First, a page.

"The Navigator" News Blog

Sales – The Worldwide Language

As I write this, I’ve just returned from a trip in Spain that was one of the greatest of my life – professionally and otherwise.  For those who don’t know, I was engaged to do sales training at DocuWorld Europe, a program put on by DocuWare, a document management software provider.  I did the English speaking sales training portion.

In my room, I had about 40 people representing 15 different countries.  For most of these people, English was a second (or third) language, which presented some unique aspects – I won’t even call them “challenges.”  To make a long story short, the training was a fantastic experience for all of us. This was an all-day program, which allowed for more of a “shared experience” environment than a strict seminar environment.  And as part of the program, these wonderful Europeans (and one American) reminded me of something that I learned last year.

Sales is a universal language.

By that, what I mean is that we tend to think of business having great differences between cultures.  After this program, in which I had people from Western Europe, Eastern Europe, the Middle East, and the United States represented, I feel pretty comfortable in saying that the art and science itself of selling is probably about 95% universal worldwide – and the 5% difference is just in the details.

In fact, some of the really gratifying moments in the program were moments when I’d describe a technique (usually when answering a question), and one of the repeat attendees said, “You taught us that last year, and I tried it, and it really works!”

With that in mind, let’s talk about some of the challenges that are being faced worldwide by salespeople right now.  We’ll talk more about how to overcome those in coming weeks.

The effects of the Internet:  This, I think, is the primary challenge being faced by salespeople worldwide.  The Internet is the ultimate double-edged sword for salespeople.  Never before has something that is such a useful tool also been such a direct competitor.  The Internet is unquestionably useful for expanding our networks, prospecting in new and different ways, and in general disseminating our message.  It’s also a huge challenge because it allows customers to come to the table with far more knowledge than in the past.  It’s just that sometimes, that “knowledge” is really misinformation.  How can we as salespeople maximize the positives of the Net without falling victim to the problems?  This is something we’ll explore for much of the year.

The need to find the right prospects:  The most common question on both sides of the Atlantic is, “How can I reach the decision maker?”  There are several answers to this question.  First, you have to know who the decision maker is.  Many salespeople start out by selling to the wrong person, thinking that they’re selling to the right person.  Second, once you have the right person, you have to approach them with the right words.  Third, once you get their attention, you have to craft a sales call that will make the most of that person’s time.  None of this is easy, but all of it is worthwhile.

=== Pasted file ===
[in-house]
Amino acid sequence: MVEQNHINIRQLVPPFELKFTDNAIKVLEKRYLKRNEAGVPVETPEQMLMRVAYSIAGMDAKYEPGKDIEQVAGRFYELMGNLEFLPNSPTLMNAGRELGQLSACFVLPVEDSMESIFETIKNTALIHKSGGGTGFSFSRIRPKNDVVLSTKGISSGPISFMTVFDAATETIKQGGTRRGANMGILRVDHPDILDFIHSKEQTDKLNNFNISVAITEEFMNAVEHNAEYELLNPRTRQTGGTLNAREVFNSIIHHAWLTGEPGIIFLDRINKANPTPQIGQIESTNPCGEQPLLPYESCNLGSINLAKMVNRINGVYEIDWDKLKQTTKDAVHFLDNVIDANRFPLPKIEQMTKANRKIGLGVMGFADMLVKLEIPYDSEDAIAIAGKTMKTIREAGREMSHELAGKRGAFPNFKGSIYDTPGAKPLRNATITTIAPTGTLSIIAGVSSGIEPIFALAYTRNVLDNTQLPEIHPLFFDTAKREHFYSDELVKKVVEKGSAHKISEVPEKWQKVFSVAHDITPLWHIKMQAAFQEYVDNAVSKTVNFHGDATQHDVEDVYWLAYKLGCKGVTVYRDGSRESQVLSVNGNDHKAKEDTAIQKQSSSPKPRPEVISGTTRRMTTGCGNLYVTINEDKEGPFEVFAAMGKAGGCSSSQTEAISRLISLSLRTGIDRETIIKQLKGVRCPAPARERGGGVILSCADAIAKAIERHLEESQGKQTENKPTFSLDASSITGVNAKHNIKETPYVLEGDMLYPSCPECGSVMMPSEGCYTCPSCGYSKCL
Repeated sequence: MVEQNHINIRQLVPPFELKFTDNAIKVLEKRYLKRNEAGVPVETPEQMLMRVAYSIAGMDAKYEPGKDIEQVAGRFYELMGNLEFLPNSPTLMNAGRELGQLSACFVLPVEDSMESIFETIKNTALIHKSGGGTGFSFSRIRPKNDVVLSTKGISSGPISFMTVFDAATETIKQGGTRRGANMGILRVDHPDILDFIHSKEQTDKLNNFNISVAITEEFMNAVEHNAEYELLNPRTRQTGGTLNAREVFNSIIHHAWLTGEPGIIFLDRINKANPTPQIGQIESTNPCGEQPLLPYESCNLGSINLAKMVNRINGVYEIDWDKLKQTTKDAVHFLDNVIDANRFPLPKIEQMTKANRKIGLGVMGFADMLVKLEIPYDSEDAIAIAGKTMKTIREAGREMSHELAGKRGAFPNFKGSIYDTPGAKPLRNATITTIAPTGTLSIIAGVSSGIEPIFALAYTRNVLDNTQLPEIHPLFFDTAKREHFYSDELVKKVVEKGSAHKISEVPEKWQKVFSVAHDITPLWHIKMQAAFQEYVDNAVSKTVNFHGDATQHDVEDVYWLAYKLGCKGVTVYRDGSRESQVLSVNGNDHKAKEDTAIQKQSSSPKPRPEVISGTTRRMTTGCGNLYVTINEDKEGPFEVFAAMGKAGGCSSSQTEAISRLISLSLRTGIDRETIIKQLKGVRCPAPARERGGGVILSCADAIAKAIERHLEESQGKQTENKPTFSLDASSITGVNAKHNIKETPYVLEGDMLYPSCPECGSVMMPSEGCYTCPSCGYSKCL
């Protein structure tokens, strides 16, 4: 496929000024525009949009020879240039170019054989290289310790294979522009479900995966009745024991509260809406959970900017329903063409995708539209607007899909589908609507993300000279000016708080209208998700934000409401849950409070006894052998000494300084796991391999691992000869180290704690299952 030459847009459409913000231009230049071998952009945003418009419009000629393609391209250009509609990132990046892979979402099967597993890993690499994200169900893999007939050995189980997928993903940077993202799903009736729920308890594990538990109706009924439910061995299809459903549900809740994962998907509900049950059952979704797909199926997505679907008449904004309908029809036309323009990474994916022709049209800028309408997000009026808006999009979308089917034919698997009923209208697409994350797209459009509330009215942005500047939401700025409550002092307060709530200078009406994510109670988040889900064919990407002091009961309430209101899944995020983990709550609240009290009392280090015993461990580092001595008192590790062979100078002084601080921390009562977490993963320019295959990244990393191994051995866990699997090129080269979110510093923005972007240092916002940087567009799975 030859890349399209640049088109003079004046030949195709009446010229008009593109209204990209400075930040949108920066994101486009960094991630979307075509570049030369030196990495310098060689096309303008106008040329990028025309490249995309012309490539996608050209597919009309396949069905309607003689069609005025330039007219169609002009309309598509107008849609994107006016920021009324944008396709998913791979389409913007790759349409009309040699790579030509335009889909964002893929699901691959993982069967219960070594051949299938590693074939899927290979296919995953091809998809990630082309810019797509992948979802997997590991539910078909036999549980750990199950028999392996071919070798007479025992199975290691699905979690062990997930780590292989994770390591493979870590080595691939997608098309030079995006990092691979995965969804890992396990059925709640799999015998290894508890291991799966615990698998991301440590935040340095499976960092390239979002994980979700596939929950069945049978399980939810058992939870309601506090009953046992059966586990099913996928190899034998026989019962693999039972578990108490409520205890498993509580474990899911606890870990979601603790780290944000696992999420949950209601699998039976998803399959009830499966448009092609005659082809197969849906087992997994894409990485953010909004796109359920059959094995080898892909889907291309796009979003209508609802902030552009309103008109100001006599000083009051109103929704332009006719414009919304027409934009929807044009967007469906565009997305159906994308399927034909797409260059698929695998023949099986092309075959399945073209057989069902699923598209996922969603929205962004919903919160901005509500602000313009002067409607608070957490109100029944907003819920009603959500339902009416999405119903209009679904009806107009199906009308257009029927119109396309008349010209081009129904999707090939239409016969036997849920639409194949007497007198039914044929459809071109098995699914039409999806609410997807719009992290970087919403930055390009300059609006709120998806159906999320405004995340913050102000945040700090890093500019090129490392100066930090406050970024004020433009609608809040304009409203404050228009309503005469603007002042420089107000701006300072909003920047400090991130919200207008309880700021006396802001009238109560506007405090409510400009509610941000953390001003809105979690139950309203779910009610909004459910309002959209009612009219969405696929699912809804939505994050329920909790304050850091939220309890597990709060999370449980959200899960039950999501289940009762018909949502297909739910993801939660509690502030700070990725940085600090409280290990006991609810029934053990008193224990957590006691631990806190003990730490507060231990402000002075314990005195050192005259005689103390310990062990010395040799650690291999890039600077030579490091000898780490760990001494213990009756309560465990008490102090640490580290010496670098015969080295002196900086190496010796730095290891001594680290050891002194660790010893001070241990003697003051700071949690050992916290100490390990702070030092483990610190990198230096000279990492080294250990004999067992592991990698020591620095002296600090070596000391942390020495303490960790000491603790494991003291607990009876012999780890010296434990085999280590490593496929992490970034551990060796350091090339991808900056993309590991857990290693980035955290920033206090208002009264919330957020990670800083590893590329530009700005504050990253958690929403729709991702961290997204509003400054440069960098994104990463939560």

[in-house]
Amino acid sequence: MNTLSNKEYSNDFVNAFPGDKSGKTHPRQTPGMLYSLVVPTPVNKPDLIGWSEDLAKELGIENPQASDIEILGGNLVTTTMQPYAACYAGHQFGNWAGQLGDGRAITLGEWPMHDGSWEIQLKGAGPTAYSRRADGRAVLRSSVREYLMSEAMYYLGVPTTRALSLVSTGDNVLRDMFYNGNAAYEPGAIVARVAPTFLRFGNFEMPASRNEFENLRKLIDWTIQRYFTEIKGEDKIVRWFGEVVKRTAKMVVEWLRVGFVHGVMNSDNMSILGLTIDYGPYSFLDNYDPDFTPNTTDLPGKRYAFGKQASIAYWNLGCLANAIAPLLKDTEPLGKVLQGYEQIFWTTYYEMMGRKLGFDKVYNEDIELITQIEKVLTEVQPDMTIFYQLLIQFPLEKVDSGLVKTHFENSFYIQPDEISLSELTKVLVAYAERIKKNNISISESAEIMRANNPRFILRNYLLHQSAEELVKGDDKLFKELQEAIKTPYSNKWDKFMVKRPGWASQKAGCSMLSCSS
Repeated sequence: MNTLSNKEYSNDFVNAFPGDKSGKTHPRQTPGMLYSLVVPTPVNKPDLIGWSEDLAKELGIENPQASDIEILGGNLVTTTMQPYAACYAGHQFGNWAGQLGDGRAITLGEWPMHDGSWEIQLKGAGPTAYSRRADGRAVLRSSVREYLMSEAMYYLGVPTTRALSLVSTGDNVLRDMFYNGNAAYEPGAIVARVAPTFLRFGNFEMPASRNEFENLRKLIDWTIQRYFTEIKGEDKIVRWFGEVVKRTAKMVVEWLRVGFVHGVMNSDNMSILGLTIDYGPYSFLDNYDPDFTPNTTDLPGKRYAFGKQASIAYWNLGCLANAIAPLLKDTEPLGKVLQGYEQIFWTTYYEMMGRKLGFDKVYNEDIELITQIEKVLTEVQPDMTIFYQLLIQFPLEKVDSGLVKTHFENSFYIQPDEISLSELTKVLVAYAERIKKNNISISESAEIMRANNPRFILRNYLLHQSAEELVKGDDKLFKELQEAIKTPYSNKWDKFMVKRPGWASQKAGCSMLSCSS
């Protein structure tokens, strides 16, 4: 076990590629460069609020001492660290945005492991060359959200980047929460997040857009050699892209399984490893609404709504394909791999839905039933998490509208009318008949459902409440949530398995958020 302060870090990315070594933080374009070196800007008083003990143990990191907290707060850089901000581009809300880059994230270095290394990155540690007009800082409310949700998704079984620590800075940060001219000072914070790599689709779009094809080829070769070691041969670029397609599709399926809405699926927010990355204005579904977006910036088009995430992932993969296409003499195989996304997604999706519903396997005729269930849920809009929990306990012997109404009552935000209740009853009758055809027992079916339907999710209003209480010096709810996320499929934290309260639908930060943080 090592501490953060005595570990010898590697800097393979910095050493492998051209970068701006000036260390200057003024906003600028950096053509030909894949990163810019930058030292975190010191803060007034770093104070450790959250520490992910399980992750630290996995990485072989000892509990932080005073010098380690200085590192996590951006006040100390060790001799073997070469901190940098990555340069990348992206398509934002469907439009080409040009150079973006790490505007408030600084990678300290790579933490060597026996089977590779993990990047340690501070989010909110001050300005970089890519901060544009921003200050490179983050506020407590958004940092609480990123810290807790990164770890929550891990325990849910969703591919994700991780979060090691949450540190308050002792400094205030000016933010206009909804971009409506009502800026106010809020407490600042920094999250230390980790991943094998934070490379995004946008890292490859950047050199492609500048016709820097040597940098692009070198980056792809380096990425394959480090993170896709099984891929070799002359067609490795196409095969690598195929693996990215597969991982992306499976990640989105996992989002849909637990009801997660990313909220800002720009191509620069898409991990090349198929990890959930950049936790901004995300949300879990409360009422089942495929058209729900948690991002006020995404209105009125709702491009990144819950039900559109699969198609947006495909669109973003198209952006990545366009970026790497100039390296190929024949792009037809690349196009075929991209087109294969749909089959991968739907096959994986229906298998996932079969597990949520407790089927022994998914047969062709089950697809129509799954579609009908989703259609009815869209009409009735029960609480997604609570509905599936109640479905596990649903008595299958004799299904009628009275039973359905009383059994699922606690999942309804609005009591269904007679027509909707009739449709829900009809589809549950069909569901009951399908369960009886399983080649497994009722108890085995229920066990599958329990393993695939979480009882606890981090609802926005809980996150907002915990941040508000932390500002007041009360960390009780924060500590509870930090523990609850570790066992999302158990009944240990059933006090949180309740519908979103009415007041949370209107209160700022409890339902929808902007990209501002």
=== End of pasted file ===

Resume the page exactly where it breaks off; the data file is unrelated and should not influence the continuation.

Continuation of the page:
Building buyer urgency:  “How can we get our customers to pay attention to our proposals, and to put urgency behind them?”  That’s a huge question worldwide.  The truth is that we cannot “inject” urgency, no matter what a snake-oil trainer tells you.  We can, however, find genuine causes for urgency, and bring those causes to bear in our presentations and proposals.  Using GENUINE reasons for urgency will get you farther than all the phony-baloney techniques in the world.  And yes, I have a methodology for that, and we’ll talk about that later this year.

Fear of change:  I’m not talking about the customer’s fear of change here (although this, too, is a topic we’ll spend time on).  I’m talking about the fear that salespeople have of trying something new and different.  It’s amazing, really; even when the current techniques aren’t working anymore, salespeople will automatically respond, “I don’t think that (the new technique) will work for me.”  The truth is that no new technique will work – until and unless you try it.  And on this note, I should point out that one big difference between European salespeople and American salespeople is that – in my very small sample size – European salespeople are more likely to try to put something new to work as quickly as possible.  Don’t let fear of the new hold you back.

There are other points, and we’ll talk about them all this year.  For now, though, I’d just like to close this column with a sincere “thank you.”  Thank you to DocuWare for bringing me back to Europe for the second year in a row, and from the bottom of my heart, thank you to my European friends old and new who have welcomed me into their careers.

I am hoping to cross paths with as many of you, wherever you are in the world, this year.  This is already one of the most exciting years of my career, and it’s only going to get better from here.